Monday, July 25, 2011

U.S. wastes $34 billion in Afghan and Iraq contracting

From Reuters via the Huffington Post:

The United States has wasted some $34 billion on service contracts with the private sector in the wars in Iraq and Afghanistan, according to a study being finalized for Congress.

The findings by a bipartisan congressional commission were confirmed to Reuters by a person familiar with the draft of the study, which is due to be completed in coming weeks.


The report blames a lack of oversight by federal agencies for misuse of funds and warns of further waste when the programs are transferred to Iraqi or Afghan control as the United States withdraws its troops.

More here.

A couple of brief observations.

First, this is something of a supplement to my post from Thursday night highlighting Ralph Nader's assertion that if we really wanted to get serious about debt and deficit reduction, we could and should go after military expenditures for our useless wars in Afghanistan and Iraq, as well as for our constant readiness to fight the Soviet Union in WWIII--of course, because there is no Soviet Union, such preparation, like our Middle East wars, is useless, and therefore a massive waste of tax dollars. But this Reuters article isn't even about money actually used to fight or to prepare to fight: it's about money lost to simple mismanagement. That is, it's more money than you and a thousand of your friends could ever hope to earn in their lifetimes just lost, gone without rhyme or reason, because the US establishment loves to throw money at the military, and doesn't really give a shit if it does anything useful.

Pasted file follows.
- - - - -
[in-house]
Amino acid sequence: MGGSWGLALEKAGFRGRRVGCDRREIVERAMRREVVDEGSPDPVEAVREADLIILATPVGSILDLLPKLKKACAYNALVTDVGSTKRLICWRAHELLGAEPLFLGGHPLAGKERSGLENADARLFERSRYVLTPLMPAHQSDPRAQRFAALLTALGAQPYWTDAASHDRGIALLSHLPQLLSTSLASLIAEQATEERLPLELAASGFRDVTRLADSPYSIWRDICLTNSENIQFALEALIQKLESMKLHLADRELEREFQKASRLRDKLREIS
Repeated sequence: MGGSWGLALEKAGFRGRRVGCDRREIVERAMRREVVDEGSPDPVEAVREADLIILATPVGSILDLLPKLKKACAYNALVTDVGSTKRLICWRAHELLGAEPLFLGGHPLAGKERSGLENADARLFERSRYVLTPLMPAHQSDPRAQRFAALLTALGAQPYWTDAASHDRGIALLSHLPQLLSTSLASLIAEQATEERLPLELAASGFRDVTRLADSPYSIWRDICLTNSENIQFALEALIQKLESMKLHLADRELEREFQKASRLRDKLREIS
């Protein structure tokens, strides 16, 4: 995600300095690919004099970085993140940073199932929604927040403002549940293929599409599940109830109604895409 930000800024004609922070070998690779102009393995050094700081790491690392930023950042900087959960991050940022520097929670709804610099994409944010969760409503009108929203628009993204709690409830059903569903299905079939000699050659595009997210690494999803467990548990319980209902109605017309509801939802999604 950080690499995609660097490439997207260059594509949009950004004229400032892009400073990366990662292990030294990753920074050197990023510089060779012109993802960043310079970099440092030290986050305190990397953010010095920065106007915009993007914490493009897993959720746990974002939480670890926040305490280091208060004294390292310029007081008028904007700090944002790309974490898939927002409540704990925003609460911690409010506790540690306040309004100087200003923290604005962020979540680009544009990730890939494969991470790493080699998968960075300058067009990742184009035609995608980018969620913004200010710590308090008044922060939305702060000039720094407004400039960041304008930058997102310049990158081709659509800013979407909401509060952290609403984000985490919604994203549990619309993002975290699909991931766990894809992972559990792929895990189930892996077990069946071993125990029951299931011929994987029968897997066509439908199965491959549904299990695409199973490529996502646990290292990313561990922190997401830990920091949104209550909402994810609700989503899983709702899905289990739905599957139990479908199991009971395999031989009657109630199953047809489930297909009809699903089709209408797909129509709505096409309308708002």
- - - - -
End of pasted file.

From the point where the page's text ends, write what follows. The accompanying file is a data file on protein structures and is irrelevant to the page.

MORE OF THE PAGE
Why aren't we looking first to the most frivolously spending arm of the government, the Pentagon, when it comes to deficit reduction? Answer: the deficit hawks aren't really concerned with the deficit; they just want to cut social programs because they think all that money goes to black people.

Second, this news presents yet another real-world problem with the cherished economic notion that the private sector always does it better than the government. The reality is that often the government is absolutely the best way to go about accomplishing national goals, while private sector ventures often crash and burn. Remember that the vast majority of new businesses fail, and that's pretty much all you need to understand that the conventional wisdom regarding the private versus the public sector is not an honest discourse.